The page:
Bats can remember sounds years after learning them - study

Bats were found to possess impressive long-term memories in a study conducted by Smithsonian Tropical Research Institution researchers.

Egyptian fruit bats were the subject of a study by Tel Aviv University researchers. (photo credit: YUVAL BARKAI/TEL AVIV UNIVERSITY)
Egyptian fruit bats were the subject of a study by Tel Aviv University researchers.
(photo credit: YUVAL BARKAI/TEL AVIV UNIVERSITY)

Bats have an ability to learn and retain information that is crucial to their way of life, Panama-based Smithsonian Tropical Research Institution (STRI) researchers discovered in a new report.

The study, published in the Current Biology scientific journal this month, sought to test whether frog-eating bats can remember a sound, years after they were taught it.

The research team, led by biologist May Dixon, trained 49 wild bats to respond to soundbites played through speakers, which had rewards placed on top of them to incentivize the bats to continue responding to the ringtones.

The STRI team found that the bats learned quite quickly to fly to the speaker when they hear the ringtones, while not responding when other sounds, which did not reward them with snacks.

Eight of the trained bats, who were microchipped and released back to the wild, were recaptured between one to four years later with the aim of testing whether they can recollect the association they have made between the ringtone and food.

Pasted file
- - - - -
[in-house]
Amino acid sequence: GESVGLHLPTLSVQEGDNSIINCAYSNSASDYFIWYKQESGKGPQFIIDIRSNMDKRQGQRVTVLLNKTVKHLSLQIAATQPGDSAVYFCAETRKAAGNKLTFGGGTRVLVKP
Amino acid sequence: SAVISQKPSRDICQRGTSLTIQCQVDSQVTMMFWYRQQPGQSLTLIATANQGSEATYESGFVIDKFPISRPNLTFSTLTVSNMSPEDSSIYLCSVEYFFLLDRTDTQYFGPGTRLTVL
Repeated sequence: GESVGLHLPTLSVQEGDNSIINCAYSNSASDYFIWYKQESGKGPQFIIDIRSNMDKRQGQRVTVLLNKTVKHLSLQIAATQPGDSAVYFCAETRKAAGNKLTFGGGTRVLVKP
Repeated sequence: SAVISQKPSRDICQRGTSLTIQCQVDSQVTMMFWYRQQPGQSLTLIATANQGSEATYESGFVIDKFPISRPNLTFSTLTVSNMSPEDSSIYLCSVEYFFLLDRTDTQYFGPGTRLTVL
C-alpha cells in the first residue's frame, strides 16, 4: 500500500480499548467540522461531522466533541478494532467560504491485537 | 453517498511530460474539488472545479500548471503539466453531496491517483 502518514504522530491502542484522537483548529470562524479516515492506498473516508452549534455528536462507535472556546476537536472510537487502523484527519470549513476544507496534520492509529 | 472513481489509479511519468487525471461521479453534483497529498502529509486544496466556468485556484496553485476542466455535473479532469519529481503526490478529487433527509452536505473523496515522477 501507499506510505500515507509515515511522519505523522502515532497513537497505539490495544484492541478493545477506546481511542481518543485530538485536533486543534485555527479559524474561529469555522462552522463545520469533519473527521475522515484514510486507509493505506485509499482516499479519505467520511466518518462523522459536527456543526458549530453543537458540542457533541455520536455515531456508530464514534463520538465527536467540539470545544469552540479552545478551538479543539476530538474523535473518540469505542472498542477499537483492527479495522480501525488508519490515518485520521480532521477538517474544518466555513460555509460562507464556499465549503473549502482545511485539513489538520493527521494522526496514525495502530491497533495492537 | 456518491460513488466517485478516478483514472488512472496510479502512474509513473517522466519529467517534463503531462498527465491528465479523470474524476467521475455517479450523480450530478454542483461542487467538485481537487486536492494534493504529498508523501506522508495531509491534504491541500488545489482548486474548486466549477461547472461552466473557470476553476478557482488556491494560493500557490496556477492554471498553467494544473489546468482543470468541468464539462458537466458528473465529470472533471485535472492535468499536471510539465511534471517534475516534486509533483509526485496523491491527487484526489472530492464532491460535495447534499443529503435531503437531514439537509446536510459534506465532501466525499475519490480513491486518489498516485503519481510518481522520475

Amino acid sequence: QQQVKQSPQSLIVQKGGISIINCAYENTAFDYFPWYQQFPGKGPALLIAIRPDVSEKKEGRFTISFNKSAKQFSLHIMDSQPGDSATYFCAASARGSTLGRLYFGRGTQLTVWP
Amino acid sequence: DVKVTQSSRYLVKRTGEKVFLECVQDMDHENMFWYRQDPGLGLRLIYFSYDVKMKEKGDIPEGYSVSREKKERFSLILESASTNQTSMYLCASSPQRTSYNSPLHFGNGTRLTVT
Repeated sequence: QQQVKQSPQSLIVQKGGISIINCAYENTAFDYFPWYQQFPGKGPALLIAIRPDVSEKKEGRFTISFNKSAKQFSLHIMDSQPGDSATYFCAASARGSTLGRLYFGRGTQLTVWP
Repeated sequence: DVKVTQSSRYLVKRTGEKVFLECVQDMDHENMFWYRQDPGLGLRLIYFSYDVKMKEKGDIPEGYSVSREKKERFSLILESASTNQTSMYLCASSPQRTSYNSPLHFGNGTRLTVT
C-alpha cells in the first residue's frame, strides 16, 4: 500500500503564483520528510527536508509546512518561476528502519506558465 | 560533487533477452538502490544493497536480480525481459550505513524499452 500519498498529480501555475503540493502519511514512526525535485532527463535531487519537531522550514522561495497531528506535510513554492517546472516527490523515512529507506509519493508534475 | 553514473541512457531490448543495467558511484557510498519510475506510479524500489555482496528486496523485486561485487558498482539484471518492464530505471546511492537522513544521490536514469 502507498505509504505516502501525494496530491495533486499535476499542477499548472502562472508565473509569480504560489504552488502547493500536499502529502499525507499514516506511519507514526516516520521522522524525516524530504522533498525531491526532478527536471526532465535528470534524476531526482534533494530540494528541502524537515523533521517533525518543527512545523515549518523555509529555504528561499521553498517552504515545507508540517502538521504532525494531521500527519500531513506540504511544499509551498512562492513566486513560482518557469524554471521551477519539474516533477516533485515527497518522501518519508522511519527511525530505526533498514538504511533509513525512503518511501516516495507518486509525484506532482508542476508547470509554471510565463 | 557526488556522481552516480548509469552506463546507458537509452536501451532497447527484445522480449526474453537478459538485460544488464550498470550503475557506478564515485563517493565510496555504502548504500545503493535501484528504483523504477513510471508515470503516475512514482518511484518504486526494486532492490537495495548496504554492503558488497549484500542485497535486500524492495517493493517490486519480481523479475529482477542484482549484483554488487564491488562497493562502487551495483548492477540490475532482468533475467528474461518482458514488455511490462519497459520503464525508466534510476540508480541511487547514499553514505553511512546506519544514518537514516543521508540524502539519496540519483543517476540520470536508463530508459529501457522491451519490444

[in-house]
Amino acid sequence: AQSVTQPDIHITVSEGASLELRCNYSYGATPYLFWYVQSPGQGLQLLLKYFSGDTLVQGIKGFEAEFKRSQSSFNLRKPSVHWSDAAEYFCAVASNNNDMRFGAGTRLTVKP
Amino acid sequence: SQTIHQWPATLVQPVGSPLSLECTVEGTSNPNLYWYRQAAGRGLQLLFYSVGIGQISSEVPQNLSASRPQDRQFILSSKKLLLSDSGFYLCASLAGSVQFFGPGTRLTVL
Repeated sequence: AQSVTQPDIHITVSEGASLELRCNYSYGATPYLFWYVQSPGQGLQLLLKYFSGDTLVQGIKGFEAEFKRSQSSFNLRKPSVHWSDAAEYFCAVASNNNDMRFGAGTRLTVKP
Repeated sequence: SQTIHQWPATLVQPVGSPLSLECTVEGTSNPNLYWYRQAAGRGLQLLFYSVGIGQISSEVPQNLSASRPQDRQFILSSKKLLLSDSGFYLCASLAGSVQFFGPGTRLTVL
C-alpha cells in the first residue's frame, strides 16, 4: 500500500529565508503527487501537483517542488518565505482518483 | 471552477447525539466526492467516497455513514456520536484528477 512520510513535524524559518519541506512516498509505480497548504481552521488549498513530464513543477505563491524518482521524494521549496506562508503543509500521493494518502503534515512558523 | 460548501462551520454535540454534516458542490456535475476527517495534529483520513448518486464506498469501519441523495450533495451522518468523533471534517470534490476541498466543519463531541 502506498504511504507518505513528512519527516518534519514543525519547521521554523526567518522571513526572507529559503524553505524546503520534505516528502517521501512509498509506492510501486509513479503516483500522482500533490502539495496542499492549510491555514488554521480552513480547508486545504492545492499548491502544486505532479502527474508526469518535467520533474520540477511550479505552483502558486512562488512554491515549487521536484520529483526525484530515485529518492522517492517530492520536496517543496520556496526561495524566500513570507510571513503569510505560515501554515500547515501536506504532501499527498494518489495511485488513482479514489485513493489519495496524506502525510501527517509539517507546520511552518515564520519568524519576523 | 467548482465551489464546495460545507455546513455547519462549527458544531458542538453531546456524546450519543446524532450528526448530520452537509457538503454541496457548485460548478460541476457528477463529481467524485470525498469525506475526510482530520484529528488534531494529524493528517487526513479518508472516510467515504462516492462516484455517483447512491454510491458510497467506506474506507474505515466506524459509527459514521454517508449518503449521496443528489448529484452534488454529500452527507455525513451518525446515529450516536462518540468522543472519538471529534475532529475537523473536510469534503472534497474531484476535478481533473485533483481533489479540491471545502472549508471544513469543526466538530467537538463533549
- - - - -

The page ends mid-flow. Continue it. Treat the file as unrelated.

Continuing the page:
Fringe-lipped bat (Trachops cirrhosus). Photo taken in La Selva, Costa Ric (credit: Wikimedia Commons) Fringe-lipped bat (Trachops cirrhosus). Photo taken in La Selva, Costa Ric (credit: Wikimedia Commons)

More results

The experiment was successful, as the bats recognized two of the sounds they were trained to respond to, the ping of an incoming SMS and the beep of a car being unlocked.

17 untrained bats, who were also included in the experiment, seemed interested in the sound but did not fly toward it, the study found.

According to STRI, The frog-eating bats’ newfound long-term memory helps them to hunt by learning and remembering which frog calls indicate that a frog is good to eat, poisonous, or too big to carry.

"It’s possible that they remember the extinguished sound, but enough time had gone by that they thought to check it out once more," said PhD student and study co-author Patricia Jones.

"Or it’s possible that they couldn’t remember the exact difference between the ringtones, and that extinguished sound was close enough to the rewarded one that they decided to check that out too," Jones explained. "Sort of like a generalization of memory."